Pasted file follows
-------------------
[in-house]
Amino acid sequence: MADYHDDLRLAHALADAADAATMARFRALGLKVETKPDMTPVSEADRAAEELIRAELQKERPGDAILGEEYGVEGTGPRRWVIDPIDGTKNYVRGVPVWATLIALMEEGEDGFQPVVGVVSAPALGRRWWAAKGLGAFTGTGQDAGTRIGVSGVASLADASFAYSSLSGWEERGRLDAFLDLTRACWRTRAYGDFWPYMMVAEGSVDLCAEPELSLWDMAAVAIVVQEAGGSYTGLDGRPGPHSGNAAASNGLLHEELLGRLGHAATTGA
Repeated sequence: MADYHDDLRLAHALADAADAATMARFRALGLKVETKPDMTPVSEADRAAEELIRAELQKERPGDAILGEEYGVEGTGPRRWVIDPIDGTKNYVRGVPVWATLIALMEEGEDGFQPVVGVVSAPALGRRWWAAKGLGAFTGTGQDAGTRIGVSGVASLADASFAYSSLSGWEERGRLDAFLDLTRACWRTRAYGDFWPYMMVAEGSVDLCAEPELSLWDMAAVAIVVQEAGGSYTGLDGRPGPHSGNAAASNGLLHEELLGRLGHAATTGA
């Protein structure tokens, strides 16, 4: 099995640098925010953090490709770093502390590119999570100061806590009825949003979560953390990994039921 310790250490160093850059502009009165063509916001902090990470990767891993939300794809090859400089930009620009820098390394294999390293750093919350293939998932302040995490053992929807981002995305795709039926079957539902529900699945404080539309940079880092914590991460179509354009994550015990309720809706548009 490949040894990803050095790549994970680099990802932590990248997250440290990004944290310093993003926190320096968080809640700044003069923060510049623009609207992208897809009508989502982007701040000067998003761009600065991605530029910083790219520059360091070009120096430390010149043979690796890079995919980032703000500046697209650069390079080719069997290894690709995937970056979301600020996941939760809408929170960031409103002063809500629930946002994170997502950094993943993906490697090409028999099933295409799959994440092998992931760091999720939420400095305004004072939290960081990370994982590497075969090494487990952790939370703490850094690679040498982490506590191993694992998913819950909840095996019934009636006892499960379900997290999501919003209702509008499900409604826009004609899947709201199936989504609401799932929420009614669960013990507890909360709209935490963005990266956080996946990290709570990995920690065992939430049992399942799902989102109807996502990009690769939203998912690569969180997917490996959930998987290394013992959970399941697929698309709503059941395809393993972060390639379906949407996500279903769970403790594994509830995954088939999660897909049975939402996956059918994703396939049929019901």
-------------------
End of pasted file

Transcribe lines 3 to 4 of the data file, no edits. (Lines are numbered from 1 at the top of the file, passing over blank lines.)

Repeated sequence: MADYHDDLRLAHALADAADAATMARFRALGLKVETKPDMTPVSEADRAAEELIRAELQKERPGDAILGEEYGVEGTGPRRWVIDPIDGTKNYVRGVPVWATLIALMEEGEDGFQPVVGVVSAPALGRRWWAAKGLGAFTGTGQDAGTRIGVSGVASLADASFAYSSLSGWEERGRLDAFLDLTRACWRTRAYGDFWPYMMVAEGSVDLCAEPELSLWDMAAVAIVVQEAGGSYTGLDGRPGPHSGNAAASNGLLHEELLGRLGHAATTGA
């Protein structure tokens, strides 16, 4: 099995640098925010953090490709770093502390590119999570100061806590009825949003979560953390990994039921 310790250490160093850059502009009165063509916001902090990470990767891993939300794809090859400089930009620009820098390394294999390293750093919350293939998932302040995490053992929807981002995305795709039926079957539902529900699945404080539309940079880092914590991460179509354009994550015990309720809706548009 490949040894990803050095790549994970680099990802932590990248997250440290990004944290310093993003926190320096968080809640700044003069923060510049623009609207992208897809009508989502982007701040000067998003761009600065991605530029910083790219520059360091070009120096430390010149043979690796890079995919980032703000500046697209650069390079080719069997290894690709995937970056979301600020996941939760809408929170960031409103002063809500629930946002994170997502950094993943993906490697090409028999099933295409799959994440092998992931760091999720939420400095305004004072939290960081990370994982590497075969090494487990952790939370703490850094690679040498982490506590191993694992998913819950909840095996019934009636006892499960379900997290999501919003209702509008499900409604826009004609899947709201199936989504609401799932929420009614669960013990507890909360709209935490963005990266956080996946990290709570990995920690065992939430049992399942799902989102109807996502990009690769939203998912690569969180997917490996959930998987290394013992959970399941697929698309709503059941395809393993972060390639379906949407996500279903769970403790594994509830995954088939999660897909049975939402996956059918994703396939049929019901």